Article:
A bridge too far: Business down due to road project

Jaymie Baxley Staff writer

January 18, 2014

LUMBERTON — There was a time when scoring a table at Uncle George’s restaurant was difficult.

Times have changed.

For 20 years, the restaurant’s menu of sandwiches, pizza and Italian specialties drew a mix of truckers, lawmen, office workers and families. Today, diners are few and far between.

Uncle George’s co-owner Sue Vasilopoulos blames the downturn on the nearby construction of a new bridge on U.S. 301.

Vasilopoulos, who opened the Fayetteville Road restaurant with her husband George in 1993, said the decrease in traffic to her establishment has been unprecedented.

“We used to have a full house during lunch, now we only serve four to six tables,” she said. “The loss has been tremendous, people avoid this area because they don’t want to deal with the congestion.”

The eatery can accommodate up to 95 customers.

In August 2012, Devere Construction Company of Alpena, Michm. was awarded a $12.9 million contract to replace the old bridge with a diverging diamond interchange over Interstate 95. Vasilopoulos said she noticed an immediate drop in business when construction started in September 2012.

The project is currently running ahead of schedule and is expected to be completed by November, according to Chuck Miller, district engineer for the North Carolina Department of Transportation.

Vasilopoulos attributes the decrease in business to a number of factors, including the widespread use of safety cones and other construction indicators near her restaurant.

“People see the cones as a deterrent,” she said. “We have customers call every other day and ask, ‘how am I going to come in to pick up my order?’”

While Vasilopoulos did not want to disclose how much revenue the restaurant has lost as a result of the project, she said that the construction forced her to let go of four employees.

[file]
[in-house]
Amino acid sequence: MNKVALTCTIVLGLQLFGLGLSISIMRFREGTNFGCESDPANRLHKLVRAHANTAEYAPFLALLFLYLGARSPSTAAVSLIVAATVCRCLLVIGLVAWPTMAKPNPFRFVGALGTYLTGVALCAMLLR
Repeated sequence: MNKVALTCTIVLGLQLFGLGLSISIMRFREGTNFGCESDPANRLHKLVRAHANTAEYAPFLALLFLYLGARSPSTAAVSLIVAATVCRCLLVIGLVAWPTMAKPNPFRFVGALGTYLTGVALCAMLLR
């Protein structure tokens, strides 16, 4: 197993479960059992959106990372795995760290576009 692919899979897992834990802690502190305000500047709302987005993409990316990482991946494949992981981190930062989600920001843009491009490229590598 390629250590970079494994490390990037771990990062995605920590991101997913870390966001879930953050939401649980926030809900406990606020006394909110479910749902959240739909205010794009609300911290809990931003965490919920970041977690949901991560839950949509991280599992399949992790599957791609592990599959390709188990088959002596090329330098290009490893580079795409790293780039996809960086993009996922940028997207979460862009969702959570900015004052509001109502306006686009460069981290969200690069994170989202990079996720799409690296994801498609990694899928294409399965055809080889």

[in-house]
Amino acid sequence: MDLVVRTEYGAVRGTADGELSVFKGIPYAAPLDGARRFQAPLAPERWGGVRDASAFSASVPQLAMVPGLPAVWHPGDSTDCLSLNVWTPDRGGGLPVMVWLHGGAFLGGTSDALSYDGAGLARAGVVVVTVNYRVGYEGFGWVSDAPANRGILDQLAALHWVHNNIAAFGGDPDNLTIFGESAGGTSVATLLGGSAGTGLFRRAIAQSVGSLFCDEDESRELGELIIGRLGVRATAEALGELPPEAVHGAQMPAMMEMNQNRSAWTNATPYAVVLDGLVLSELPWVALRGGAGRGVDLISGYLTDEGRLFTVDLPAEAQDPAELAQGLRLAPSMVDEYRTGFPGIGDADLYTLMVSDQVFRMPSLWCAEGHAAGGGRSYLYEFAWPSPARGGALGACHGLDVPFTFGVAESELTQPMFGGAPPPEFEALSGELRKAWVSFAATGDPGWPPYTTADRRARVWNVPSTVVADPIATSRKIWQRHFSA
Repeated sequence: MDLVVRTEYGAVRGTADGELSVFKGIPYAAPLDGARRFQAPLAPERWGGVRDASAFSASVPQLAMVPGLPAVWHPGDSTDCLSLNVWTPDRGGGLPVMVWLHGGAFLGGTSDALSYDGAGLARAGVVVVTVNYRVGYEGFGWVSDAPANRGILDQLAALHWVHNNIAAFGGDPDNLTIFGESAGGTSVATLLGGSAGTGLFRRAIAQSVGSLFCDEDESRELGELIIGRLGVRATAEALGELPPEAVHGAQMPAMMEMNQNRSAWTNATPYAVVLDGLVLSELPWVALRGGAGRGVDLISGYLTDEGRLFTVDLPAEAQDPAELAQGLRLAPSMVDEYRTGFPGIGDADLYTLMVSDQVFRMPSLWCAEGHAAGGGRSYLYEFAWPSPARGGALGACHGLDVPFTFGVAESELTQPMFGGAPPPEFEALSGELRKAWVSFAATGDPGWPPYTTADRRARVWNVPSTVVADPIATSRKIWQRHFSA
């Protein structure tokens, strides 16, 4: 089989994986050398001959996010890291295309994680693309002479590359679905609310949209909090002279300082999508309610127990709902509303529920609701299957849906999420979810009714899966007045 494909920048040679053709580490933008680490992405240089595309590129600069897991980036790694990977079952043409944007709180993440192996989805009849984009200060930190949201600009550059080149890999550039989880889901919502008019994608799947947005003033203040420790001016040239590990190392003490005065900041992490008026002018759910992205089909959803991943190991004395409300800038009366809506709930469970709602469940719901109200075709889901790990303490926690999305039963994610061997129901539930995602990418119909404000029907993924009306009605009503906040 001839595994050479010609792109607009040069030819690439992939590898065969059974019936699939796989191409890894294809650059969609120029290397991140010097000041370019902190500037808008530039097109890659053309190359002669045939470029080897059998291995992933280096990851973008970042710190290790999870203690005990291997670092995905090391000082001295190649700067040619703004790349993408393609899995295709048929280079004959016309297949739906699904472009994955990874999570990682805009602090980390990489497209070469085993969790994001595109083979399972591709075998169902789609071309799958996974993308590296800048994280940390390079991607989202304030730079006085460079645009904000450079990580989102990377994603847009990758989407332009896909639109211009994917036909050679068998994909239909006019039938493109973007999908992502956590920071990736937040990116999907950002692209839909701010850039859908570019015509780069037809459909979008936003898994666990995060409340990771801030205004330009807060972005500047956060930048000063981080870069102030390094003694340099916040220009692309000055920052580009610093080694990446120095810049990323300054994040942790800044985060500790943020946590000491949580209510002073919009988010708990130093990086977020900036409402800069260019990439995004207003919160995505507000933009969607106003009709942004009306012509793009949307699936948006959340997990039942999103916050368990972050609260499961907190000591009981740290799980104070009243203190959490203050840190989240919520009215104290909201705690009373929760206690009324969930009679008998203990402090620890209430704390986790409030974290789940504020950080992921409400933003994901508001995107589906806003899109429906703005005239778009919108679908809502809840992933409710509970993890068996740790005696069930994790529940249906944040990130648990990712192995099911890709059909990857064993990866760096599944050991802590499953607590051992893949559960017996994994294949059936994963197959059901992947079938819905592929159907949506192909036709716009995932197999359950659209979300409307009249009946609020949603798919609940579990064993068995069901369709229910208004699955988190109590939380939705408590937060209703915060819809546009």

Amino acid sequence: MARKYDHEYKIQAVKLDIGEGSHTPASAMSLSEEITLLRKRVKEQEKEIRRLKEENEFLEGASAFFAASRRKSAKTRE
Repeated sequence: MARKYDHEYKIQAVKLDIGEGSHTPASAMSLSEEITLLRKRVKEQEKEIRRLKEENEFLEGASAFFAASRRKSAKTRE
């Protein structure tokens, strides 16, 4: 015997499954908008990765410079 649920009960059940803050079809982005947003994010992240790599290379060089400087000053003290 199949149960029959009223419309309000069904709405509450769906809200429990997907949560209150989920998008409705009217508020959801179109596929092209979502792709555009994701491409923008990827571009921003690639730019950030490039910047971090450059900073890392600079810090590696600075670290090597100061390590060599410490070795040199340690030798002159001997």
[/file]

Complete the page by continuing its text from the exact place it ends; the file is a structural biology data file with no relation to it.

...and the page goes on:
Miller confirmed that his department had received complaints from Vasiloipoulos that the project was hurting her business.

“We had our traffic engineering unit in Raleigh make a site visit, and they made several recommendations that we have implemented to try to help out that situation,” he said. “We have tried to make arrangements to minimize any negative impact to the businesses in the area.”

The unit’s recommendations, which included keeping the work sites tidy and the grass trimmed, haven’t helped much, according to Vasiloipoulos.

She was recently informed that a retainer wall will be installed in front of her restaurant as construction continues, something she is concerned will make the establishment even less visible.

Vasiloipoulos doesn’t believe the situation will improve at the end of the project, which is intended to relieve congestion on the overpass.

“They’re going to put a median in the middle of the road, which will make my business and the surrounding businesses less accessible to the customers,” she said.

Despite the negative impact the construction has had on her restaurant, Vasiloipoulos says she has no intention of shutting down.

“We’re here to continue serving Robeson County,” she said.

Uncle George’s is open from 11 a.m. until 9 p.m., Monday through Thursday, and from 11 a.m. until 10 p.m. on Friday and Saturday.